In the ever-changing landscape of retirement planning, understanding the options available for your pension plan is crucial. One common question that arises when leaving a job is whether you can cash out your defined benefit pension plan. Defined benefit pension plans, often referred to as traditional pension plans, promise a fixed monthly payment in retirement. However, the rules regarding cashing out these plans when switching jobs can be complex and depend on the terms of the plan.
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What Is a Defined Benefit Pension Plan?
A defined benefit pension plan is a retirement plan that promises a determined payout to its beneficiaries for the rest of their lives. This payout generally depends on factors such as the individual’s salary scale, years of service and age.
The lion’s share of investment risk in such plans rests on the shoulders of the employer, not the employee. The employer is also typically responsible for funding the plan, unlike a 401(k), which is funded primarily by employee contributions.
Imagine a long-serving employee named John who has worked for Company XYZ for 35 years and has a defined benefit pension. When he retires, John receives a fixed monthly payment irrespective of the market fluctuations.
On the contrary, suppose he was part of a defined contribution plan, like a 401(k). In this case, his retirement benefits would be subject to the performance of the investments made with the contributions he or his employer made to the plan. In essence, a defined contribution plan exposes the employee to the risks and rewards of their investment decisions.
Vested vs. Non-Vested
Whether you can cash out your pension when you leave a job depends in part on whether you’re pension is vested or not.
Vested benefits refer to the portion of a pension plan that an employee is entitled to receive even if they leave their job before retirement age. In essence, it’s the money an employee has earned that is theirs to keep, regardless of their employment status.
The vesting process typically unfolds over a predetermined period, often five years, during which the employee gradually becomes entitled to a larger share of their pension benefits. After completing this vesting period, they are considered fully vested and can claim their entire accrued pension benefit when they reach the plan’s retirement age.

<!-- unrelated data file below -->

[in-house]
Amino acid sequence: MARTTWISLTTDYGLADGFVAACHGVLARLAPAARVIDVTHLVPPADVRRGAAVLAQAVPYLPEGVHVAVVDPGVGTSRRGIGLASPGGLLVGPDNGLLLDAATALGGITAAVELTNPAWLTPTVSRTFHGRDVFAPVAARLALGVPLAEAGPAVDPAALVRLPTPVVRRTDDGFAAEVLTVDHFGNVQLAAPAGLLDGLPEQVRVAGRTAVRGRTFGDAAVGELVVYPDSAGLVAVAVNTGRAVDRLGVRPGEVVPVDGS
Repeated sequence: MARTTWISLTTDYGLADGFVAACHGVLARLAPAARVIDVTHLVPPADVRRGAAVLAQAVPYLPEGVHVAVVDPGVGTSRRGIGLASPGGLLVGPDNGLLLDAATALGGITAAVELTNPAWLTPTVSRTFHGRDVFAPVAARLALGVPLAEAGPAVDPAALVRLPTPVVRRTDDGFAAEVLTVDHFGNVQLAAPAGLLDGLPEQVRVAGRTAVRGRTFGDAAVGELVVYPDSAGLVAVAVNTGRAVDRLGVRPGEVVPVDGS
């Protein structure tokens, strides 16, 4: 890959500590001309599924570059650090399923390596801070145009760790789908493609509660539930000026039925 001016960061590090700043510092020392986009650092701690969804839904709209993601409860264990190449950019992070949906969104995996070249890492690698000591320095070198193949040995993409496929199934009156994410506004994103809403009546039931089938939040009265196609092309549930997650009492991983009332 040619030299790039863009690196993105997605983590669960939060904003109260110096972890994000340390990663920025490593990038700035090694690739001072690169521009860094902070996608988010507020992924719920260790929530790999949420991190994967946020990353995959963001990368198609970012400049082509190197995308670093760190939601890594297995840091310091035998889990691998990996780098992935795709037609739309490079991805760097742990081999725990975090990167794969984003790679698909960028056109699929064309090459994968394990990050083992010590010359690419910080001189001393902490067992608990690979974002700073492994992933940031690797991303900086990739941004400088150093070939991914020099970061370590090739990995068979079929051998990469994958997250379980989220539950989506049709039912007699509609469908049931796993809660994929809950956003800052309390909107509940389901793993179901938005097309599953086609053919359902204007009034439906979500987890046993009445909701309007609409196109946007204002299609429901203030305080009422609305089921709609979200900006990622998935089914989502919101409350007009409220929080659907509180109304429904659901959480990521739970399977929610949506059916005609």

Conversely, if an employee departs before completing the vesting period, they may only be entitled to a portion or none of the employer’s contributions, depending on the plan’s terms.
What Happens to Your Pension When You Leave a Job?
Exiting a job ushers in two primary possibilities for your pension: Receiving a lump-sum payout or keeping the money in the current plan. Keep in mind that you may not have an option depending on the terms of your plan.
For instance, if you haven’t reached retirement age when you leave the company, you may be required to keep the money in the plan.
You Receive a Lump Sum
Opting for a lump sum pension payout means you receive the entire value of your pension in a single transaction. This immediate access to your funds provides an avenue for personal investment and can aid financial flexibility. Yet, bear in mind the potential tax implications and the risk of mismanaging funds. Without solid financial planning, a lump sum can vanish into thin air, jeopardizing your retirement stability.
Your Money Stays in the Plan
On the flip side, you might choose to leave your pension earnings within the original plan, where it enjoys a potential upward trajectory through investment returns. This option comes with professional management and continued growth as well as certain risks, like limited access to your money and the potential risk of plan mismanagement.
Rolling a Lump Sum Payout into an IRA
If you receive a lump sum pension payment when you leave a job, rolling the money into an IRA can help you avoid a costly tax bill associated with the distribution. By opting for a direct rollover, your pension plan administrator will transfer the money to your IRA and you won’t have to touch the money. However, if you receive a check from your pension plan, you’ll have 60 days to deposit it into an IRA to maintain its tax-deferred status. Waiting any longer and the payout will count as a taxable event, triggering income taxes.
When rolling a lump sum pension payout into an IRA, follow these steps:
This option enables continued tax-deferred growth and a broader range of investment opportunities. Executed right, it can help dodge immediate taxation and offer more investment control.
Cashing out your pension when leaving a job is a significant decision with far-reaching consequences. Whether you’re eligible to cash out your pension will depend on the terms of your plan and how long you’ve been enrolled in it. If you are in fact eligible, you may have the option to take a lump sum distribution and roll it over into an IRA to defer taxes on the money. Otherwise, you may need to keep your benefits in the pay until retirement.
Retirement Planning Tips
- If you don’t have a defined benefit pension, you’ll need to save for retirement. SmartAsset’s retirement calculator can help you estimate how much you’ll need to put away and whether you’re on track to hit your savings target.
- A financial advisor can help you plan for Social Security and figure out how much income you’ll need to generate in retirement. Finding a financial advisor doesn’t have to be hard. SmartAsset’s free tool matches you with up to three vetted financial advisors who serve your area, and you can have a free introductory call with your advisor matches to decide which one you feel is right for you. If you’re ready to find an advisor who can help you achieve your financial goals, get started now.
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